Medical providers, like doctors and their medical staff, are held to a standard of care. When they fall below that standard of care and cause injury, they may be subject to liability for medical malpractice.
Here, you didn't mention whether your daughter was injured by the cold turkey withdrawl. Some patients take such a high dose of narcotics that it can be dangerous to make them withdraw without prescribing other necessary medication or by allowing them to wean off according to some prescribed schedule. If a patient sustains injury due to a negligent order to cut off the patients narcotics prescription, the doctor could be liable for malpractice.
But, the question is one of reasonableness. If the doctor cuts the patient off and it is considered reasonable to do so, then the doctor is not negligent.
Further, the patient's injury needs to be relatively significant for a medical malpractice case to be worth pursuing because the cost of prosecuting such a case is expensive.
Your daughter's best bet is to communicate her concerns to her doctor, seek a second opinion if possible, go to the ER if necessary, and if your daughter suffers some significant complication from the withdrawl, contact a medical malpractice attorney, although, it's unlikely she will find a lawyer to take her case.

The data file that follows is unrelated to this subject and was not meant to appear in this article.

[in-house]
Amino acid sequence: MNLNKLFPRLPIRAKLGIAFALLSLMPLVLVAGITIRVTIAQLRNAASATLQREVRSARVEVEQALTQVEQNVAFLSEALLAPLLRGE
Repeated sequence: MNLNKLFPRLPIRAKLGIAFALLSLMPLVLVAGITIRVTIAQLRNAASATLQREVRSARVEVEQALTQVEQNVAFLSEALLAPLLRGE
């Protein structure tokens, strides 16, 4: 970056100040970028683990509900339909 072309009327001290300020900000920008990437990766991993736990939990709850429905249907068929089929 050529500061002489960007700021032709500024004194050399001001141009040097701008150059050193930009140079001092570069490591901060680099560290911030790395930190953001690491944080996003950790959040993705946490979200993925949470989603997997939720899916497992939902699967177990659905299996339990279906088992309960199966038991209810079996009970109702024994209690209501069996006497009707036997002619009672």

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Without knowing all the details, the critical inquiries appear to be (1) whether it is acceptable practice for the physician to stop the pain medications cold turkey (i'm assuming the medication is an opiate); and (2) whether your daughter suffered any damages as a result of the cessation of the pain medications. Both would need to be proven in order to have a potential claim.
On its face, this seems to be a situation best handled by communication with the physician or even a second opinion.
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